[1] Cody Curran, “Global Ambitions: An Analysis of al Shabaab’s Evolving Rhetoric,” AEI’s Critical Threats Project, February 17, 2011. Available: http://www.criticalthreats.org/somalia/global-ambitions-analysis-al-shabaabs-evolving-rhetoric-february-17-2011
[2] Cody Curran, “Global Ambitions: An Analysis of al Shabaab’s Evolving Rhetoric,” AEI’s Critical Threats Project, February 17, 2011. Available: http://www.criticalthreats.org/somalia/global-ambitions-analysis-al-shabaabs-evolving-rhetoric-february-17-2011
[3] “Mastermind of 1998 U.S. Embassy Bombings Killed,” Federal Bureau of Investigations (FBI) News Blog, June 13, 2011. Available: http://www.fbi.gov/news/news_blog/mastermind-of-1998-u.s.-embassy-bombings-killed
“Fazul Abdullah Mohammed,” FBI Most Wanted Terrorists. Available: http://www2.fbi.gov/wanted/terrorists/termohammed.htm
[4] Abdi Sheikh, “Somalia Says Killed Top African Al Qaeda Member,” Reuters, June 11, 2011. Available: http://www.reuters.com/article/2011/06/11/us-somalia-alqaeda-idUSTRE75A10H20110611
[5] Tim Lister and Zain Verjee, “Killing of embassy bombings mastermind deprives al Qaeda of key figure,” CNN, June 13, 2011. Available: http://edition.cnn.com/2011/WORLD/africa/06/13/somalia.mastermind/
[6] Tim Lister and Zain Verjee, “Killing of embassy bombings mastermind deprives al Qaeda of key figure,” CNN, June 13, 2011. Available: http://edition.cnn.com/2011/WORLD/africa/06/13/somalia.mastermind/
[7] Tim Lister and Zain Verjee, “Killing of embassy bombings mastermind deprives al Qaeda of key figure,” CNN, June 13, 2011. Available: http://edition.cnn.com/2011/WORLD/africa/06/13/somalia.mastermind/
Sudarsan Raghavan, “Alleged plotter of 1998 embassy attacks is killed,” Washington Post, June 11, 2011. Available: http://www.washingtonpost.com/world/africa/architect-of-us-embassy-bombings-killed/2011/06/11/AG9jgbQH_story.html
[8] Dr. Knox Chitiyo, “11/7: The July 2010 Kampala Bombings,” Royal United Services Institute, July 20, 2010. Available: http://www.rusi.org/analysis/commentary/ref:C4C45B35122E02
[9] Karen DeYoung, “Special Forces Raid in Somalia Killed Terrorist with Al-Qaeda Links, U.S. Says,” Washington Post, September 15, 2009. Available: http://www.washingtonpost.com/wp-dyn/content/article/2009/09/14/AR2009091403522.html\
[10] AQAP and al Shabaab may also be cooperating in joint operations. The two al Shabaab operatives with direct ties to Anwar al Awlaki targeted in a drone strike in June had been planning an operation outside of Somalia. See Greg Jaffe and Karen DeYoung, “U.S. drone targets two leaders of Somali group allied with al-Qaeda, official says,” Washington Post, June 29, 2011. Available: http://www.washingtonpost.com/national/national-security/us-drones-target-two-leaders-of-somali-group-allied-with-al-qaeda/2011/06/29/AGJFxZrH_story.html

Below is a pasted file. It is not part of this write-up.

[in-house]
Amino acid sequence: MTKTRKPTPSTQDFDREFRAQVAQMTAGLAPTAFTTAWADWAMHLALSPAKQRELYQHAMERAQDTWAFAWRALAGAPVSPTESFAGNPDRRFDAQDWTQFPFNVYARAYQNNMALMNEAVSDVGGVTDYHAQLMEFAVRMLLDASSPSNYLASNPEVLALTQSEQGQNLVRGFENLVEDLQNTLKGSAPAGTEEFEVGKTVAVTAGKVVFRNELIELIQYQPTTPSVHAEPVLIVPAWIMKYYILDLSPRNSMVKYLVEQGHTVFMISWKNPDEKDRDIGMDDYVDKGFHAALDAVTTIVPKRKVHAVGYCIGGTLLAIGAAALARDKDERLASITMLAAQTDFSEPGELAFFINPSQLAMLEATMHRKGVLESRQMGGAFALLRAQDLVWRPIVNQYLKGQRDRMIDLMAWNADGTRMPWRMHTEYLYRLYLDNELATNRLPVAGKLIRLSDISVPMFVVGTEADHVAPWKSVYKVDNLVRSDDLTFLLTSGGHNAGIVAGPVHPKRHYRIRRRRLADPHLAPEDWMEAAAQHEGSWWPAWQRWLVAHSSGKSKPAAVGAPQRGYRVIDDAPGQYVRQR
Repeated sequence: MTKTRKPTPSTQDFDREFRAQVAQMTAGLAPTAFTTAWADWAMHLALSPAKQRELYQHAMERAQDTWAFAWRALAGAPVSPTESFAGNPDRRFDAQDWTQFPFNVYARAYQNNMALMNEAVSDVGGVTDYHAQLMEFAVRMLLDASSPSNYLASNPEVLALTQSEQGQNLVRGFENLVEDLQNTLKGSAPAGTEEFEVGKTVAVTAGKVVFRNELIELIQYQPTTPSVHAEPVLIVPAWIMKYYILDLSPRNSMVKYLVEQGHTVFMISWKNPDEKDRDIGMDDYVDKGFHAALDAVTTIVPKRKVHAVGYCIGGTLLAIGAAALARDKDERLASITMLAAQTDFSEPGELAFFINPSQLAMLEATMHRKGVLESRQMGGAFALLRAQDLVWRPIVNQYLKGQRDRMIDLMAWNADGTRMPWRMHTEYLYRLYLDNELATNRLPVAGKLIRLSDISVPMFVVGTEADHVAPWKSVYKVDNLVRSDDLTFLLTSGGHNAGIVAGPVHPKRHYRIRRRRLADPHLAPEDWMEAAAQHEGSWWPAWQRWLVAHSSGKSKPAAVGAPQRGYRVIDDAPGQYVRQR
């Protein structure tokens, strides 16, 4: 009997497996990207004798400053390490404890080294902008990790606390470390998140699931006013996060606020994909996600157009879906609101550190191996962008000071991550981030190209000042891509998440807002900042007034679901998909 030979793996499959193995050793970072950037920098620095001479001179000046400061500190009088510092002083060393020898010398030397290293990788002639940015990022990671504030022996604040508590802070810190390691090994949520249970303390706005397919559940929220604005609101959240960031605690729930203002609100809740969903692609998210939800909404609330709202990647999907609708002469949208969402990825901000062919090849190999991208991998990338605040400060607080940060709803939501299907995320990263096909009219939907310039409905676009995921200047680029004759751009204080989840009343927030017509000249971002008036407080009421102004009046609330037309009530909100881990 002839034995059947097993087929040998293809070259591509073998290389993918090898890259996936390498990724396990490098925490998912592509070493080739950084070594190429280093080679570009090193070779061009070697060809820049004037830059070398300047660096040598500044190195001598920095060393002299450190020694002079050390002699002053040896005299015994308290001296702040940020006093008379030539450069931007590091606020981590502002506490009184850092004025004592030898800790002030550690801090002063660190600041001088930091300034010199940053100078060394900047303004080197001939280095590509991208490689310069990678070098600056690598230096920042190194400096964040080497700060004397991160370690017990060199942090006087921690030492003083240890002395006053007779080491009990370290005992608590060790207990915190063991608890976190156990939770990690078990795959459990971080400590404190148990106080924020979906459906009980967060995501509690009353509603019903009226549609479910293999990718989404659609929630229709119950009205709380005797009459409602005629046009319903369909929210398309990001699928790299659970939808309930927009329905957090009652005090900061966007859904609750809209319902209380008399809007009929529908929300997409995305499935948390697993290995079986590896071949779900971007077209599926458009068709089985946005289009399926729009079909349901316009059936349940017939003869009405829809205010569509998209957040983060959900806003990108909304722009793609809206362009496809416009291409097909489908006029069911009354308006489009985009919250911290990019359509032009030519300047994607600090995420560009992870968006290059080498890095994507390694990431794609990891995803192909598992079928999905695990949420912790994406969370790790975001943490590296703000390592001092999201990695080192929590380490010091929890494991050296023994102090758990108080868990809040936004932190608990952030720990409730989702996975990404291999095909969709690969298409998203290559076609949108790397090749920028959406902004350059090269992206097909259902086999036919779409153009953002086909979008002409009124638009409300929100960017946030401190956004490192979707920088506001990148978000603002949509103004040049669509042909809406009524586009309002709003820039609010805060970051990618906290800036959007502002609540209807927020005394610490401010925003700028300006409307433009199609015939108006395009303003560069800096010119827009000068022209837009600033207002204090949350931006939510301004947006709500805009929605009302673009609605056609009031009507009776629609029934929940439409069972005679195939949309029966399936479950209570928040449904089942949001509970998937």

[11] The June 24 strike targeting senior Shabaab leaders was near a large al Shabaab training camp in Qandal, approximately six miles south of Kismayo.
Greg Jaffe and Karen DeYoung, “U.S. drone targets two leaders of Somali group allied with al-Qaeda, official says,” Washington Post, June 29, 2011. Available: http://www.washingtonpost.com/national/national-security/us-drones-target-two-leaders-of-somali-group-allied-with-al-qaeda/2011/06/29/AGJFxZrH_story.html
“Somalia: ‘Foreign air raid’ targets Kismayo’s al-Shabab,” BBC, June 24, 2011. Available: http://www.bbc.co.uk/news/world-africa-13901400.
 “US drone attack on al Qaeda group in Somalia – report,” Reuters, June 30, 2011. Available: http://af.reuters.com/article/somaliaNews/idAFN1E75T00D20110630
For more information on Anwar al Awlaki, please see “Militant Islam’s Global Preacher: The Radicalizing Effect of Sheikh Anwar al Awlaki,” by Katherine Zimmerman, AEI’s Critical Threats Project, March 12, 2010. Available: http://www.criticalthreats.org/yemen/militant-islams-global-preacher-radicalizing-effect-sheikh-anwar-al-awlaki
[12] “United States v. Ahmed Abdulkadir Warsame,” United States District Court – Southern District of New York, July 5, 2011. Available: http://s3.documentcloud.org/documents/215061/ahmed-warsame-indictment-press-release.pdf; http://www.investigativeproject.org/documents/case_docs/1598.pdf
[13] Brian Bennett, “Al Qaeda’s Yemen branch has aided Somalia militants, U.S. says,” Los Angeles Times, July 18, 2011. Available: http://www.latimes.com/news/nationworld/world/la-fg-bin-laden-somalia-20110718,0,6293843.story
[14] Al Shabaab reportedly turned the offer down, likely due to divisions within the leadership over the pursuit of international attacks.
Brian Bennett, “Al Qaeda’s Yemen branch has aided Somalia militants, U.S. says,” Los Angeles Times, July 18, 2011. Available: http://www.latimes.com/news/nationworld/world/la-fg-bin-laden-somalia-20110718,0,6293843.story
[15] “Nigerian Islamists vow ‘fiercer’ attacks,” Associated French Press, June 16, 2011. Available: http://www.google.com/hostednews/afp/article/ALeqM5hvNBLQti-6QLphVdW7gU24qGfCVA?docId=CNG.7c89daafc598520ace67ee7e41be9139.9a1
[16] “Al-Qaeda-Linked Suicide Bomber Nigeria Police Station,” Shabelle Media Network, June 17, 2011. Available: http://www.shabelle.net/article.php?id=7681
[17] Elisha Bala-Gbogbo, “Nigeria Arrests 58 Suspects After Police Compound Explosion Vanguard Says,” Bloomberg, June 20, 2011. Available: http://www.bloomberg.com/news/2011-06-20/nigeria-arrests-58-suspects-after-police-compound-explosion-vanguard-says.html